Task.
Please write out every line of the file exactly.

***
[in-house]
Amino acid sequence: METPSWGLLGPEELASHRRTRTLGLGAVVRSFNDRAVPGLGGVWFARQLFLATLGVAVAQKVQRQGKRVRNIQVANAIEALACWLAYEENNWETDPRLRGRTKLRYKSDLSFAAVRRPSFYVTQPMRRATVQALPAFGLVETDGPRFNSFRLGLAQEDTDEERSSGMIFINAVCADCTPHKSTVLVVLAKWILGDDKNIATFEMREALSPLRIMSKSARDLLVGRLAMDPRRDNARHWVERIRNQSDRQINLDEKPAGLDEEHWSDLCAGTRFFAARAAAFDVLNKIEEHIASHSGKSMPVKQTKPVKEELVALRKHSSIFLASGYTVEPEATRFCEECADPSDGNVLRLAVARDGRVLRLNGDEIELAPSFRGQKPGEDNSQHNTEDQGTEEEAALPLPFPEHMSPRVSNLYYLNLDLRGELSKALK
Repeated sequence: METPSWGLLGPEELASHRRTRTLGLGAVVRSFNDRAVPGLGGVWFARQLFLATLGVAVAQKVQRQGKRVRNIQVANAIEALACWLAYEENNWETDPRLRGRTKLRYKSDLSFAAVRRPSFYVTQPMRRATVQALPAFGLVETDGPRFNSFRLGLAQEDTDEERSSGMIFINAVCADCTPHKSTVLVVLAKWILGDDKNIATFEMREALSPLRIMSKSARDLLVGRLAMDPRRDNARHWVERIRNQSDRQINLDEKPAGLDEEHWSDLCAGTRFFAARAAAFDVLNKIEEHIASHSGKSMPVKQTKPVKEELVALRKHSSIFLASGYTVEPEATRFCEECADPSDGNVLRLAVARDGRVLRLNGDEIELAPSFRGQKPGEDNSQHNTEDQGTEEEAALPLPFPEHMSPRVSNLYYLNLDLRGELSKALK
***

[in-house]
Amino acid sequence: METPSWGLLGPEELASHRRTRTLGLGAVVRSFNDRAVPGLGGVWFARQLFLATLGVAVAQKVQRQGKRVRNIQVANAIEALACWLAYEENNWETDPRLRGRTKLRYKSDLSFAAVRRPSFYVTQPMRRATVQALPAFGLVETDGPRFNSFRLGLAQEDTDEERSSGMIFINAVCADCTPHKSTVLVVLAKWILGDDKNIATFEMREALSPLRIMSKSARDLLVGRLAMDPRRDNARHWVERIRNQSDRQINLDEKPAGLDEEHWSDLCAGTRFFAARAAAFDVLNKIEEHIASHSGKSMPVKQTKPVKEELVALRKHSSIFLASGYTVEPEATRFCEECADPSDGNVLRLAVARDGRVLRLNGDEIELAPSFRGQKPGEDNSQHNTEDQGTEEEAALPLPFPEHMSPRVSNLYYLNLDLRGELSKALK
Repeated sequence: METPSWGLLGPEELASHRRTRTLGLGAVVRSFNDRAVPGLGGVWFARQLFLATLGVAVAQKVQRQGKRVRNIQVANAIEALACWLAYEENNWETDPRLRGRTKLRYKSDLSFAAVRRPSFYVTQPMRRATVQALPAFGLVETDGPRFNSFRLGLAQEDTDEERSSGMIFINAVCADCTPHKSTVLVVLAKWILGDDKNIATFEMREALSPLRIMSKSARDLLVGRLAMDPRRDNARHWVERIRNQSDRQINLDEKPAGLDEEHWSDLCAGTRFFAARAAAFDVLNKIEEHIASHSGKSMPVKQTKPVKEELVALRKHSSIFLASGYTVEPEATRFCEECADPSDGNVLRLAVARDGRVLRLNGDEIELAPSFRGQKPGEDNSQHNTEDQGTEEEAALPLPFPEHMSPRVSNLYYLNLDLRGELSKALK